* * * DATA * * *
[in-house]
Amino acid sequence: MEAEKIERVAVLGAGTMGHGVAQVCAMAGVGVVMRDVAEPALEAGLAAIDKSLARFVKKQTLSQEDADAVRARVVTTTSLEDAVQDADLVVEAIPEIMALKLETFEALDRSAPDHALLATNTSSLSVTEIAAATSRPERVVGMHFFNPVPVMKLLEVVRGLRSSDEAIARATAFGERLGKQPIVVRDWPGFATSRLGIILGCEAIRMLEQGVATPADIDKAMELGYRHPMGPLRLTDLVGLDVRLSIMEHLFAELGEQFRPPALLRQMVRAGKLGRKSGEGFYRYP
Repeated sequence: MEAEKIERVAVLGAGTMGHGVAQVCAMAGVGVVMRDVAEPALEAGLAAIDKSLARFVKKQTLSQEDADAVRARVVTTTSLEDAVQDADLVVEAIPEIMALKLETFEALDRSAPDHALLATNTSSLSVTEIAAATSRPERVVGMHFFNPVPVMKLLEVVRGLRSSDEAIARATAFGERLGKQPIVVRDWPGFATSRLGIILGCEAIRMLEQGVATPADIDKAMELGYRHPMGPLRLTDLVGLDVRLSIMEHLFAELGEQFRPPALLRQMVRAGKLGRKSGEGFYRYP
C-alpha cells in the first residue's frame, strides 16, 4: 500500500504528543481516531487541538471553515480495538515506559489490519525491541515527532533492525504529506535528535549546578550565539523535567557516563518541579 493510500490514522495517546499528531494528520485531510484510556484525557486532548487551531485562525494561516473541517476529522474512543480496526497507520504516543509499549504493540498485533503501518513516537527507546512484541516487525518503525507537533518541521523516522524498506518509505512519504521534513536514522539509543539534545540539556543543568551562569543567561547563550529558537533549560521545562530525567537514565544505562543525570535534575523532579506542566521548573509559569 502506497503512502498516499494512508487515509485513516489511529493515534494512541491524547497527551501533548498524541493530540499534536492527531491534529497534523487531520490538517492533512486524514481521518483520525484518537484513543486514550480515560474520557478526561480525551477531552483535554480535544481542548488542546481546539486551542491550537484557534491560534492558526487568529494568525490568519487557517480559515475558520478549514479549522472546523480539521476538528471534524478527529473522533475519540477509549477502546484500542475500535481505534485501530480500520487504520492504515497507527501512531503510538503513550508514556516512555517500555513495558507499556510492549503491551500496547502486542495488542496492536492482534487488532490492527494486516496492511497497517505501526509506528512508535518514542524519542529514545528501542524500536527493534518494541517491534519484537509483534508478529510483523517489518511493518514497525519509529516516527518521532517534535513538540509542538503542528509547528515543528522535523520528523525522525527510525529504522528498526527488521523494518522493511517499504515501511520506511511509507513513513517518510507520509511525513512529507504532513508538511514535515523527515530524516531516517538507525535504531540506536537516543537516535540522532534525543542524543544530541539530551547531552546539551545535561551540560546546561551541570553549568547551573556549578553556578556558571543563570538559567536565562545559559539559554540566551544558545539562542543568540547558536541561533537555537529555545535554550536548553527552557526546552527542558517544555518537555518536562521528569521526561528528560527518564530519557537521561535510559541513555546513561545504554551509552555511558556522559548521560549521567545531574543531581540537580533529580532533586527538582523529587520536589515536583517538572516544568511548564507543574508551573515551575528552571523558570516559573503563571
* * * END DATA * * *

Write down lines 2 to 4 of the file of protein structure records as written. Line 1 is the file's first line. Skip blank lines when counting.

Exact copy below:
Amino acid sequence: MEAEKIERVAVLGAGTMGHGVAQVCAMAGVGVVMRDVAEPALEAGLAAIDKSLARFVKKQTLSQEDADAVRARVVTTTSLEDAVQDADLVVEAIPEIMALKLETFEALDRSAPDHALLATNTSSLSVTEIAAATSRPERVVGMHFFNPVPVMKLLEVVRGLRSSDEAIARATAFGERLGKQPIVVRDWPGFATSRLGIILGCEAIRMLEQGVATPADIDKAMELGYRHPMGPLRLTDLVGLDVRLSIMEHLFAELGEQFRPPALLRQMVRAGKLGRKSGEGFYRYP
Repeated sequence: MEAEKIERVAVLGAGTMGHGVAQVCAMAGVGVVMRDVAEPALEAGLAAIDKSLARFVKKQTLSQEDADAVRARVVTTTSLEDAVQDADLVVEAIPEIMALKLETFEALDRSAPDHALLATNTSSLSVTEIAAATSRPERVVGMHFFNPVPVMKLLEVVRGLRSSDEAIARATAFGERLGKQPIVVRDWPGFATSRLGIILGCEAIRMLEQGVATPADIDKAMELGYRHPMGPLRLTDLVGLDVRLSIMEHLFAELGEQFRPPALLRQMVRAGKLGRKSGEGFYRYP
C-alpha cells in the first residue's frame, strides 16, 4: 500500500504528543481516531487541538471553515480495538515506559489490519525491541515527532533492525504529506535528535549546578550565539523535567557516563518541579 493510500490514522495517546499528531494528520485531510484510556484525557486532548487551531485562525494561516473541517476529522474512543480496526497507520504516543509499549504493540498485533503501518513516537527507546512484541516487525518503525507537533518541521523516522524498506518509505512519504521534513536514522539509543539534545540539556543543568551562569543567561547563550529558537533549560521545562530525567537514565544505562543525570535534575523532579506542566521548573509559569 502506497503512502498516499494512508487515509485513516489511529493515534494512541491524547497527551501533548498524541493530540499534536492527531491534529497534523487531520490538517492533512486524514481521518483520525484518537484513543486514550480515560474520557478526561480525551477531552483535554480535544481542548488542546481546539486551542491550537484557534491560534492558526487568529494568525490568519487557517480559515475558520478549514479549522472546523480539521476538528471534524478527529473522533475519540477509549477502546484500542475500535481505534485501530480500520487504520492504515497507527501512531503510538503513550508514556516512555517500555513495558507499556510492549503491551500496547502486542495488542496492536492482534487488532490492527494486516496492511497497517505501526509506528512508535518514542524519542529514545528501542524500536527493534518494541517491534519484537509483534508478529510483523517489518511493518514497525519509529516516527518521532517534535513538540509542538503542528509547528515543528522535523520528523525522525527510525529504522528498526527488521523494518522493511517499504515501511520506511511509507513513513517518510507520509511525513512529507504532513508538511514535515523527515530524516531516517538507525535504531540506536537516543537516535540522532534525543542524543544530541539530551547531552546539551545535561551540560546546561551541570553549568547551573556549578553556578556558571543563570538559567536565562545559559539559554540566551544558545539562542543568540547558536541561533537555537529555545535554550536548553527552557526546552527542558517544555518537555518536562521528569521526561528528560527518564530519557537521561535510559541513555546513561545504554551509552555511558556522559548521560549521567545531574543531581540537580533529580532533586527538582523529587520536589515536583517538572516544568511548564507543574508551573515551575528552571523558570516559573503563571